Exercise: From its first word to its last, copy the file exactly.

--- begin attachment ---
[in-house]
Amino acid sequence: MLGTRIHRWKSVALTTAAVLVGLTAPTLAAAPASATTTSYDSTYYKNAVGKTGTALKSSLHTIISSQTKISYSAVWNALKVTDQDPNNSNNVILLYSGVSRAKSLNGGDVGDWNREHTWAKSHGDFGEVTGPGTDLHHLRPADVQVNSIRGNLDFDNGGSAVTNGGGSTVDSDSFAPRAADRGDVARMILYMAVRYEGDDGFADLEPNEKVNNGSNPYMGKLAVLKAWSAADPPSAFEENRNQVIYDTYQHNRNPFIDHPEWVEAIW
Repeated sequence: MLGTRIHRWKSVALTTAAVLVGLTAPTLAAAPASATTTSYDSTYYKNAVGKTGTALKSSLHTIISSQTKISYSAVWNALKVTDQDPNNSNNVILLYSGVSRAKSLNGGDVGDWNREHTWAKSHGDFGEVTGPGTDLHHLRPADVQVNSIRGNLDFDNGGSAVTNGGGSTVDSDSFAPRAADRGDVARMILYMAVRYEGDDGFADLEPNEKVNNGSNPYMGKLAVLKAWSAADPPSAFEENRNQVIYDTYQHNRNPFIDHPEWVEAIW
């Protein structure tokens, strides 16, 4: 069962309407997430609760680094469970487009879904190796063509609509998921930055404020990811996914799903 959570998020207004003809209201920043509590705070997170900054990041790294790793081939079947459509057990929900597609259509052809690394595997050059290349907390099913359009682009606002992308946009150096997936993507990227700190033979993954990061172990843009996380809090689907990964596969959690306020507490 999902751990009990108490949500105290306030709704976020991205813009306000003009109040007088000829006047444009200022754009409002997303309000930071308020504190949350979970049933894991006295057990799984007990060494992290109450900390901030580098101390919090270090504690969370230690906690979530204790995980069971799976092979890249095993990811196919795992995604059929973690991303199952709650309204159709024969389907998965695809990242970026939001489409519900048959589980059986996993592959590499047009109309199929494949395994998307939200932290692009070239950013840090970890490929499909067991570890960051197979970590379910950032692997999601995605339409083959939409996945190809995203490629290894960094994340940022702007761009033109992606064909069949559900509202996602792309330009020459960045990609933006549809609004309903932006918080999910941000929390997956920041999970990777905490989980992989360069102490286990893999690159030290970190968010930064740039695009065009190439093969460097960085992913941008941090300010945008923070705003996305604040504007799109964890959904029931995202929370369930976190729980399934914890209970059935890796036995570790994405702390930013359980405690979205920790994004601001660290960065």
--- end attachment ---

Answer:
[in-house]
Amino acid sequence: MLGTRIHRWKSVALTTAAVLVGLTAPTLAAAPASATTTSYDSTYYKNAVGKTGTALKSSLHTIISSQTKISYSAVWNALKVTDQDPNNSNNVILLYSGVSRAKSLNGGDVGDWNREHTWAKSHGDFGEVTGPGTDLHHLRPADVQVNSIRGNLDFDNGGSAVTNGGGSTVDSDSFAPRAADRGDVARMILYMAVRYEGDDGFADLEPNEKVNNGSNPYMGKLAVLKAWSAADPPSAFEENRNQVIYDTYQHNRNPFIDHPEWVEAIW
Repeated sequence: MLGTRIHRWKSVALTTAAVLVGLTAPTLAAAPASATTTSYDSTYYKNAVGKTGTALKSSLHTIISSQTKISYSAVWNALKVTDQDPNNSNNVILLYSGVSRAKSLNGGDVGDWNREHTWAKSHGDFGEVTGPGTDLHHLRPADVQVNSIRGNLDFDNGGSAVTNGGGSTVDSDSFAPRAADRGDVARMILYMAVRYEGDDGFADLEPNEKVNNGSNPYMGKLAVLKAWSAADPPSAFEENRNQVIYDTYQHNRNPFIDHPEWVEAIW
């Protein structure tokens, strides 16, 4: 069962309407997430609760680094469970487009879904190796063509609509998921930055404020990811996914799903 959570998020207004003809209201920043509590705070997170900054990041790294790793081939079947459509057990929900597609259509052809690394595997050059290349907390099913359009682009606002992308946009150096997936993507990227700190033979993954990061172990843009996380809090689907990964596969959690306020507490 999902751990009990108490949500105290306030709704976020991205813009306000003009109040007088000829006047444009200022754009409002997303309000930071308020504190949350979970049933894991006295057990799984007990060494992290109450900390901030580098101390919090270090504690969370230690906690979530204790995980069971799976092979890249095993990811196919795992995604059929973690991303199952709650309204159709024969389907998965695809990242970026939001489409519900048959589980059986996993592959590499047009109309199929494949395994998307939200932290692009070239950013840090970890490929499909067991570890960051197979970590379910950032692997999601995605339409083959939409996945190809995203490629290894960094994340940022702007761009033109992606064909069949559900509202996602792309330009020459960045990609933006549809609004309903932006918080999910941000929390997956920041999970990777905490989980992989360069102490286990893999690159030290970190968010930064740039695009065009190439093969460097960085992913941008941090300010945008923070705003996305604040504007799109964890959904029931995202929370369930976190729980399934914890209970059935890796036995570790994405702390930013359980405690979205920790994004601001660290960065």